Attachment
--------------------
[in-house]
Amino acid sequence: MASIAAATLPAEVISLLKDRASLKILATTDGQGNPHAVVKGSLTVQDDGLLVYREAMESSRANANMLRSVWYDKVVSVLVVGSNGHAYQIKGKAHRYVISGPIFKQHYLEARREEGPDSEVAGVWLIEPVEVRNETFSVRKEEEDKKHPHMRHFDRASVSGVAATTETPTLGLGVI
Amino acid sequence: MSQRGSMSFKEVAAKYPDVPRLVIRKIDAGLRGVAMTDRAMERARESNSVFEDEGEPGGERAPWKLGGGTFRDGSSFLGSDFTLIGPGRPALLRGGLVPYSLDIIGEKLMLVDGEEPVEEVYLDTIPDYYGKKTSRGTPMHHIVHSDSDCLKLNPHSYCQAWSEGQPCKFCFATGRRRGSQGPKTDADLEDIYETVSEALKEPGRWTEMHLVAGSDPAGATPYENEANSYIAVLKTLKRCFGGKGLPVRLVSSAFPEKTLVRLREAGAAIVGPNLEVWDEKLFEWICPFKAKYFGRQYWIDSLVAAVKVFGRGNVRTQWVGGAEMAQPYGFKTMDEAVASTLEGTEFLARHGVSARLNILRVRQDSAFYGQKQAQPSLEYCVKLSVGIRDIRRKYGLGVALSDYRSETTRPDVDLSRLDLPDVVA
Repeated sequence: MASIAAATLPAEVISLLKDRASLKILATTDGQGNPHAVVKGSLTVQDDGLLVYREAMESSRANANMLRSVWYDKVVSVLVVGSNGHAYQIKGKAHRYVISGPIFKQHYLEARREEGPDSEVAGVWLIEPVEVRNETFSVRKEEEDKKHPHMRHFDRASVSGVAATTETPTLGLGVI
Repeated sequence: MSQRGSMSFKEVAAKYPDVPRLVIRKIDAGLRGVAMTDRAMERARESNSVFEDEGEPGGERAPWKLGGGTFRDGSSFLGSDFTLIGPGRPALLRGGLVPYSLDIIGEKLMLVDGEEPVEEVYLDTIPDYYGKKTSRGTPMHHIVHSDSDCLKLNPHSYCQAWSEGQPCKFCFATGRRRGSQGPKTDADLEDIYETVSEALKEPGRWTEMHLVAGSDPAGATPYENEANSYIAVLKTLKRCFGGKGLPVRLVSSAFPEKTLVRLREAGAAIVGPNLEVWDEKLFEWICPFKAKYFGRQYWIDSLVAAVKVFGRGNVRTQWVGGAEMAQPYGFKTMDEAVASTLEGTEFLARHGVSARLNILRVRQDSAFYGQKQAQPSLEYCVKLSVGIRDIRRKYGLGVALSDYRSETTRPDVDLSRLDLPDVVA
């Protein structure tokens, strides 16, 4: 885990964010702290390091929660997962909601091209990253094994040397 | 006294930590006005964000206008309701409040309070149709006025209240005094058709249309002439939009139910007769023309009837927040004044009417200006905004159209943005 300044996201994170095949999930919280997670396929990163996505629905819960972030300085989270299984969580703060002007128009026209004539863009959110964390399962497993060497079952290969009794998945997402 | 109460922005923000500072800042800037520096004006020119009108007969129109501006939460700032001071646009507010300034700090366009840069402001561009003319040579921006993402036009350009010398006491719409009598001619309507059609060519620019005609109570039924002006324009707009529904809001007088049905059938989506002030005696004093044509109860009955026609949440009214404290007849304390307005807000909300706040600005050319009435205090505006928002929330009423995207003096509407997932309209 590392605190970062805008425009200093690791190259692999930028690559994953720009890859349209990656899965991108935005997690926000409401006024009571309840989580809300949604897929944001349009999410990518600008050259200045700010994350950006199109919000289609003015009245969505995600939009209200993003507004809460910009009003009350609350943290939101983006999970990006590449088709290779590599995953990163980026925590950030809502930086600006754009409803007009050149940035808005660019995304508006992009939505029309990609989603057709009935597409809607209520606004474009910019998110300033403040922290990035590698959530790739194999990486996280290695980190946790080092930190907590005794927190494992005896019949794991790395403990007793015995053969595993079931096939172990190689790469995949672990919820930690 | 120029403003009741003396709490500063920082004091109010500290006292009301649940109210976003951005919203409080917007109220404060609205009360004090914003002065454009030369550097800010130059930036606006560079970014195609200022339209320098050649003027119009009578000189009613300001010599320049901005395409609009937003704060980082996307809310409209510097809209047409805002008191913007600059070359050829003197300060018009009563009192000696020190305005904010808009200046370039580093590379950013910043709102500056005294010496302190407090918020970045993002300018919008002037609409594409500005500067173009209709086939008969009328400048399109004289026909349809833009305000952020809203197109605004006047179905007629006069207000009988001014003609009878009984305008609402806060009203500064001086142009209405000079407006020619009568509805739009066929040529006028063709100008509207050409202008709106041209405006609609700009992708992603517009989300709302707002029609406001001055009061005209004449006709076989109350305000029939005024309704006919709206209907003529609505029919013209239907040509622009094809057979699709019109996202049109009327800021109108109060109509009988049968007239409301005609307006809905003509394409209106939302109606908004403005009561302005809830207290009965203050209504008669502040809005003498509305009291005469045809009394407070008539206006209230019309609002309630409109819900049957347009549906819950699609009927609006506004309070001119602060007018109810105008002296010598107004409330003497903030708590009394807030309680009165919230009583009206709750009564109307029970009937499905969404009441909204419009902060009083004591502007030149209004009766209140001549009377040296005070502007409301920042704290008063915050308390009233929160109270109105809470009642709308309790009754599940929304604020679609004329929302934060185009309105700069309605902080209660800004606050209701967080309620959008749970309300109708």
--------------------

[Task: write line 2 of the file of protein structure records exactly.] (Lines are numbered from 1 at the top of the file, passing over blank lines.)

Amino acid sequence: MASIAAATLPAEVISLLKDRASLKILATTDGQGNPHAVVKGSLTVQDDGLLVYREAMESSRANANMLRSVWYDKVVSVLVVGSNGHAYQIKGKAHRYVISGPIFKQHYLEARREEGPDSEVAGVWLIEPVEVRNETFSVRKEEEDKKHPHMRHFDRASVSGVAATTETPTLGLGVI